On Wednesday, Russell Vought, President Trump’s nominee to be deputy director of the White House Office of Management and Budget, was viciously attacked by Sen. Bernie Sanders over his Christian faith.
Sen. Sanders deemed Vought unsuitable for office because he believes that salvation is found alone through Jesus Christ. He said someone with that kind of a religious belief system is “really not someone who this country is supposed to be about.”
Sen. James Lankford warned that Sander’s comments “dangerously close to crossing a clear constitutional line for how we evaluate qualifications for public service.”
“The First Amendment is crystal clear that the federal government must protect every American’s right to the peaceful and free exercise of religion,” the Oklahoma Republican said. “We cannot say we have the free exercise of religion and also require people to practice their faith only in a way that government officials prefer.”
The Vermont senator’s comments brought strong condemnation from Christians across the nation – including Family Research Council President Tony Perkins.
“Senator Sanders is taking the Obama era’s religious hostility and putting it on steroids,” Perkins said.
Thousands have signed a Family Research Council petition demanding Sanders apologize for his outburst of religious bigotry.
Robert Jeffress, the pastor of First Baptist Church of Dallas (and a Fox News contributor), said that there are only two choices for the senator: “Apologize to the country for his foolhardy attempt to introduce an unconstitutional litmus test that would exclude 41 percent of the country, or resign.”
The controversy stems from an article Vought wrote in 2016 defending his alma mater, Wheaton College. In that article, he described Islam as a “deficient theology.”
“This is a fundamental problem,” he wrote in The Resurgent. “Muslims do not simply have a deficient theology. They do not know God because they have rejected Jesus Christ his Son, and they stand condemned.”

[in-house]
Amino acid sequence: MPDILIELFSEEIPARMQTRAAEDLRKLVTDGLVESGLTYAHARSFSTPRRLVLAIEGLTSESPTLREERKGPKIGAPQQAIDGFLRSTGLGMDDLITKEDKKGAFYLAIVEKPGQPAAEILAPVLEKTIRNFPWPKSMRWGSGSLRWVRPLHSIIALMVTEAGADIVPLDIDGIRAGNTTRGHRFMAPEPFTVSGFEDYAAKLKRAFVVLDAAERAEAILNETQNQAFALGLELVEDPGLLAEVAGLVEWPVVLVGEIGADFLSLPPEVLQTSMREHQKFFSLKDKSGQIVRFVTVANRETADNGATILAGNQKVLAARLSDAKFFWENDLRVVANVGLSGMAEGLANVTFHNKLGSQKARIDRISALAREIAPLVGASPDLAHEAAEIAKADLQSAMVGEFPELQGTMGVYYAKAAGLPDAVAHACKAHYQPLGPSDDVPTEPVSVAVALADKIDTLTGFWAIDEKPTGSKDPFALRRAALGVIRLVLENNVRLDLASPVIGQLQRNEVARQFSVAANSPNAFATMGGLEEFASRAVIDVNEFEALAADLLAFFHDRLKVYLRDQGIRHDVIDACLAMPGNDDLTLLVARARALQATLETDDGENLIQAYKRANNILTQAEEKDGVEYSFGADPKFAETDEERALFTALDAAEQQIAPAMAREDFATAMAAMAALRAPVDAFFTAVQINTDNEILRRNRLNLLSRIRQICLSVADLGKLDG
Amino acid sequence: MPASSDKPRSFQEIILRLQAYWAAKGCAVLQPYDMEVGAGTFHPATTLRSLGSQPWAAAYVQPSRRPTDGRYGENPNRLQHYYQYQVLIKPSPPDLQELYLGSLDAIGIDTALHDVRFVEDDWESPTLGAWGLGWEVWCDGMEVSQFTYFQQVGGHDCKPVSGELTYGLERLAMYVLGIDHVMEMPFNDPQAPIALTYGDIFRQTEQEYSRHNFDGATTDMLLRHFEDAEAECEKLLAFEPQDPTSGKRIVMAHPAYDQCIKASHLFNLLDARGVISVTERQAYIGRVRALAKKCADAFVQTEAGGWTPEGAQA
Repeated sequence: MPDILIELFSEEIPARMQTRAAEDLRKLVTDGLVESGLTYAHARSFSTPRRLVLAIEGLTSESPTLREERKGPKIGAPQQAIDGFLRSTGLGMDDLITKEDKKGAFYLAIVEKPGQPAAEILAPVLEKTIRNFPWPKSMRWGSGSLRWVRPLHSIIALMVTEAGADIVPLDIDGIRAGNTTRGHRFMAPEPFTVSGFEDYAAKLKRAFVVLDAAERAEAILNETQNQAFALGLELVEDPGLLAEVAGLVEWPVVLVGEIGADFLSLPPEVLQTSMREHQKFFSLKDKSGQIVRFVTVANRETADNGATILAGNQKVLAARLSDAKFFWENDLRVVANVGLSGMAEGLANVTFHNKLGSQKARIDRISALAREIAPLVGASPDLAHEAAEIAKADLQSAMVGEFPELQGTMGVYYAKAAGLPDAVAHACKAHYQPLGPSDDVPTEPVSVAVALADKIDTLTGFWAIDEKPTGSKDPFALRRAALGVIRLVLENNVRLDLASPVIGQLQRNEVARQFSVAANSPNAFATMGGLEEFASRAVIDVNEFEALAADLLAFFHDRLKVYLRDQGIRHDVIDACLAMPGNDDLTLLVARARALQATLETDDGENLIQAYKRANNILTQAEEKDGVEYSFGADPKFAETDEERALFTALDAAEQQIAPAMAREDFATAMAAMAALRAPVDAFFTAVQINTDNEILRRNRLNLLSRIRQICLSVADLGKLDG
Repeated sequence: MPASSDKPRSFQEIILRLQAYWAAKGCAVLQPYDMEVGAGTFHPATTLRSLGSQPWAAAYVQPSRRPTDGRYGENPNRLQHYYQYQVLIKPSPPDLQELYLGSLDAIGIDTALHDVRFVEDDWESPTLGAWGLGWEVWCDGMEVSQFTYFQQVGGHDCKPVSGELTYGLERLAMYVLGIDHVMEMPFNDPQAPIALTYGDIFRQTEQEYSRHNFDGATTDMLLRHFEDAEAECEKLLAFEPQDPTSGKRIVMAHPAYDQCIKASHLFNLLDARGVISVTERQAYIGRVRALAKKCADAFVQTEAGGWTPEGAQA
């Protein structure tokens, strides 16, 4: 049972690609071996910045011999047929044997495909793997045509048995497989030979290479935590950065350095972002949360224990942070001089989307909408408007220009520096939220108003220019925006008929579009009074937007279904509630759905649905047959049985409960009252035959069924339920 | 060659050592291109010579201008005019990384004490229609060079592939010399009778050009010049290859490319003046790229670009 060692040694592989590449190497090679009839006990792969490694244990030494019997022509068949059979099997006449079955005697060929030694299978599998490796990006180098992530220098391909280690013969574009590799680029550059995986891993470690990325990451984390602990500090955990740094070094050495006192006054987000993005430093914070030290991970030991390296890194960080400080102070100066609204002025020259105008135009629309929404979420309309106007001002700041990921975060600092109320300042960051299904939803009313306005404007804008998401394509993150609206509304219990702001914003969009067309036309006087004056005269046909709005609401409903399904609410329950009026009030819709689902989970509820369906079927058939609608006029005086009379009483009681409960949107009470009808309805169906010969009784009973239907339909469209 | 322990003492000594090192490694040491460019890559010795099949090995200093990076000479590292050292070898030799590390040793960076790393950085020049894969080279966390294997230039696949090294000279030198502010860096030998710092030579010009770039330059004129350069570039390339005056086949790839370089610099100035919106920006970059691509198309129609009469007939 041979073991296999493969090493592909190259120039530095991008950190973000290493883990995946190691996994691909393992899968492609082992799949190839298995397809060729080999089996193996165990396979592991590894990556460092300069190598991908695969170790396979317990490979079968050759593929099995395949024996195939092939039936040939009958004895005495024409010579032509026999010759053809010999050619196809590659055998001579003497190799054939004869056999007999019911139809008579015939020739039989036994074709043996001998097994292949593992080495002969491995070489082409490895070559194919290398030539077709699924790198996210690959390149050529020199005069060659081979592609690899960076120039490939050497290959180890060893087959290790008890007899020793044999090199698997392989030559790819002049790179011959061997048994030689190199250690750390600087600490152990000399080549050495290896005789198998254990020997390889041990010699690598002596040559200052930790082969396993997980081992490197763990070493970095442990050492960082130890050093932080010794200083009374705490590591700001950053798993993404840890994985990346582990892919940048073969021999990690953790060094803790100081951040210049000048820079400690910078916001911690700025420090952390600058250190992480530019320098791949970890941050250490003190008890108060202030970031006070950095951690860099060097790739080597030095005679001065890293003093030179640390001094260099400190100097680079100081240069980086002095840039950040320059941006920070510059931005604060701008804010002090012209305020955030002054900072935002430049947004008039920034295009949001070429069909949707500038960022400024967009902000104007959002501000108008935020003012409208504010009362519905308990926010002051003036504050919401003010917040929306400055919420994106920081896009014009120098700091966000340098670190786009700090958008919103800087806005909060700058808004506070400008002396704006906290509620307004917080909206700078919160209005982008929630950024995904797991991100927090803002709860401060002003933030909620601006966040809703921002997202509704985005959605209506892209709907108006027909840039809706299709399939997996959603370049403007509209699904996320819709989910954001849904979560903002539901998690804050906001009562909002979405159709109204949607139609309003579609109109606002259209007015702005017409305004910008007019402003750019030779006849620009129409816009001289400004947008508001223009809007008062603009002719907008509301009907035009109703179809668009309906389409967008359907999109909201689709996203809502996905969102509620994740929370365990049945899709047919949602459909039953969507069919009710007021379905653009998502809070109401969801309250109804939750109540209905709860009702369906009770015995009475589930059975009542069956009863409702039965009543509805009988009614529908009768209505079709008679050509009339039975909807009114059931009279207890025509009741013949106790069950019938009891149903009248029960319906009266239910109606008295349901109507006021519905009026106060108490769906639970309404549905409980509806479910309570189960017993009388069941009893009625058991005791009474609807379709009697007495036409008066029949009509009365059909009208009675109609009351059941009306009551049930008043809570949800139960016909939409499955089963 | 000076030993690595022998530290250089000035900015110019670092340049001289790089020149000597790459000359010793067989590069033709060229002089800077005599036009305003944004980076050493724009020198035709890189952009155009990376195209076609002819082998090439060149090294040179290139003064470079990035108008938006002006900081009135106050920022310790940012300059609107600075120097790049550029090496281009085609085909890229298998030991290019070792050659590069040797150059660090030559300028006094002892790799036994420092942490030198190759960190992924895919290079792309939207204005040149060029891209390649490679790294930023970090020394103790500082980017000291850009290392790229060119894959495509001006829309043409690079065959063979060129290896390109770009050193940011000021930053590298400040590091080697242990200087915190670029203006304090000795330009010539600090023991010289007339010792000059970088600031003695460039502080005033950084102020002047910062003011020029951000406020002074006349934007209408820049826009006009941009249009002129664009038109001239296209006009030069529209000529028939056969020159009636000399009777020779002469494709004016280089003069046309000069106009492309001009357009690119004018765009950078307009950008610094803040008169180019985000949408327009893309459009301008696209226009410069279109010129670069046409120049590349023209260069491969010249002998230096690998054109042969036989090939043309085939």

Sanders confronted Vought during the congressional hearing. The following is a transcript provided by FRC:
Sen. Sanders: “‘Muslims do not simply have a deficient theology. They do not know God because they have rejected Jesus Christ, His Son, and they stand condemned.’ Do you believe that that statement is Islamophobic?”
Mr. Vought: “Absolutely not, Senator. I’m a Christian, and I believe in a Christian set of principles based on my faith…
Sanders: “…Forgive me, we just don’t have a lot of time. Do you believe people in the Muslim religion stand condemned? Is that your view?”
Vought: “Again, Senator, I’m a Christian, and I wrote that piece in accordance with the statement of faith at Wheaton College…”
Sanders: “I understand that. I don’t know how many Muslims there are in America. Maybe a couple million. Are you suggesting that these people stand condemned? What about Jews? Do they stand condemned too?”
Vought: “Senator, I’m a Christian…”
Sanders [shouting]: “I understand you are a Christian, but this country [is] made of people who are not just — I understand that Christianity is the majority religion, but there are other people of different religions in this country and around the world. In your judgment, do you think that people who are not Christians are going to be condemned?”
Vought: “Thank you for probing on that question. As a Christian, I believe that all individuals are made in the image of God and are worthy of dignity and respect regardless of their religious beliefs. I believe that as a Christian that’s how I should treat all individuals…”
Sanders: “…Do you think that’s respectful of other religions?… I would simply say, Mr. Chairman that this nominee is really not someone who this country is supposed to be about.”
As Perkins pointed out, salvation through Jesus Christ is a core biblical tenet held by Christians for millennia.
“Yet Senator Sanders is making it clear that he believes the U.S. Senate should disqualify nominees who express this most basic biblical belief,” Perkins said.
“Americans should never be forced to choose between their faith and public service. Nor should the U.S. Senate try to impose a stealth litmus test that says ‘you can be religious as long as you don’t actually believe or talk about what the Bible teaches.'”
After Sanders’ wrapped up his rant, David French wrote a powerful rebuke of Sanders for National Review. “There is nothing ‘extreme’ about his statements, and they mirror the statements of faith of countless Christian churches and schools across the land,” French wrote. “Are these believers also not fit for public office?”
It’s a fair question and one that I posed to Sen. Sanders’ office. Does he believe Christians are unfit to hold public office?
The senator’s press office did not answer that question directly.
“The question at hand is not about Mr. Vought’s freedom to hold certain religious beliefs,” the senator’s spokesman told me. “The question that concerns Sen. Sanders is whether Mr. Vought will carry out the duties of his office in a way that treats all Americans equally, even those whose beliefs he has criticized.”
It was an ugly moment in American politics, but it was also an instructional moment for American Christians.